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Cooper Mechanical Blog

Sounding the Alarm on Carbon Monoxide

Posted by: Cooper MechanicalWednesday, October 28, 2020

Carbon monoxide detector

Carbon Monoxide Detectors Save Lives

Do you have a carbon monoxide (CO) detector in your home? If you don't have a CO detector, or if yours is more than seven years old, consider upgrading to a new carbon monoxide alarm today. Adding a detector to each floor and every bedroom is an easy way to protect you and your family from this odorless killer.

As an authorized Myrtle Beach Carrier dealer, Cooper Mechanical Services can help you save lives with Carrier's latest electronic carbon monoxide alarms.

Sounding the Alarm on Carbon Monoxide

While smoke detectors entered the residential market in the mid-20th century, CO detectors and alarms didn't become commonplace until the mid-1990s. Carbon monoxide poisoning can be fatal. Carbon monoxide is a colorless and odorless gas that is the product of incompletely burned fossil fuels. Common causes of carbon monoxide in the home are natural gas leaks related to heating and cooking appliances. However, carbon monoxide can also enter the house from a car or portable generator running in a poorly ventilated garage.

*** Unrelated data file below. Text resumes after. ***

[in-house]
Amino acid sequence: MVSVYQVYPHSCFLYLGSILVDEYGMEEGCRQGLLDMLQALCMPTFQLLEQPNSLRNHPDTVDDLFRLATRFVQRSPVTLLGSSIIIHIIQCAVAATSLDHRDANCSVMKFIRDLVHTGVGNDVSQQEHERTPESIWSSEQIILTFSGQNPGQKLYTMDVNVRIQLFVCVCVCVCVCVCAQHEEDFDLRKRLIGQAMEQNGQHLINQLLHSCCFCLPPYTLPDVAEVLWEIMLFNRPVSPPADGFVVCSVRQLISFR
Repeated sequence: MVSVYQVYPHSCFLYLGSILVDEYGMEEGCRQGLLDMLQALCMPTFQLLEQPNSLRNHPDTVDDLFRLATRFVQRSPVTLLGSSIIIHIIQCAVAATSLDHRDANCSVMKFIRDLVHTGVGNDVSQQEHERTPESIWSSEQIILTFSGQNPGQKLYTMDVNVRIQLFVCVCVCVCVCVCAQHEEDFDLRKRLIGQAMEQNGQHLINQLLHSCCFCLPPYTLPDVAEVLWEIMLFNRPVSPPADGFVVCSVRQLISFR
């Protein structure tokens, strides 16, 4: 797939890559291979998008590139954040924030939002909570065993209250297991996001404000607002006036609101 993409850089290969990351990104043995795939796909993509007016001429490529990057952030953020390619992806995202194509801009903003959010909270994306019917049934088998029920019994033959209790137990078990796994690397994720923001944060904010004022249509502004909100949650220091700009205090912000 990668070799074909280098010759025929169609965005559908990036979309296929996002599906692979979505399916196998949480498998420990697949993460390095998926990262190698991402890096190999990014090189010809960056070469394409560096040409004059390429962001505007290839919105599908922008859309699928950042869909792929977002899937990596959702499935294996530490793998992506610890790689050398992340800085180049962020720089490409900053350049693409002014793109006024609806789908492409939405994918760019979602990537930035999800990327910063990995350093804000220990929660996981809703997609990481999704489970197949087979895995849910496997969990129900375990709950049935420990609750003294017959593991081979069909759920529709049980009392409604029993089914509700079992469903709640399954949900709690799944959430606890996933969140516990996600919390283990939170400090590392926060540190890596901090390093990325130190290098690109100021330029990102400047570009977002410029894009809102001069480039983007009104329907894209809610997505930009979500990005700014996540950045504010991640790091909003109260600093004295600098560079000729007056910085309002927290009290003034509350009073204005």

When there is too much CO in the air, the red blood cells carrying oxygen in your body will be replaced with carbon monoxide. Symptoms include loss of breath, dizziness, weakness, and loss of consciousness. CO poisoning can be fatal, especially if people in the home have lost consciousness or are asleep.

CO alarms like those from Carrier use electronic sensors to monitor carbon monoxide levels. Like smoke detectors, CO detectors sound an alarm when dangerous levels are detected. Carrier CO alarms use lithium ion batteries for detection during power outages, and units are equipped with a diagnostic testing button so you are confident your alarm is working properly.

Other Ways to Prevent Carbon Monoxide Exposure

  • In addition to installing CO alarms in your home, take these precautions to prevent your family from carbon monoxide poisoning:
  • Open garage doors before starting your car.
  • Don't run a generator in an enclosed space.
  • Use gas-fueled appliances as intended (i.e. don't use outdoor camping stoves indoors).
  • Keep fuel-burning appliances properly ventilated.
  • Keep chimneys and flues clear for ventilation.

If you suspect you've been exposed to CO or feel symptoms of CO poisoning, go outside or seek fresh air and contact a medical professional immediately.

Will carbon monoxide detectors, you can feel confident that you and your family have taken a necessary step to protect you from carbon monoxide.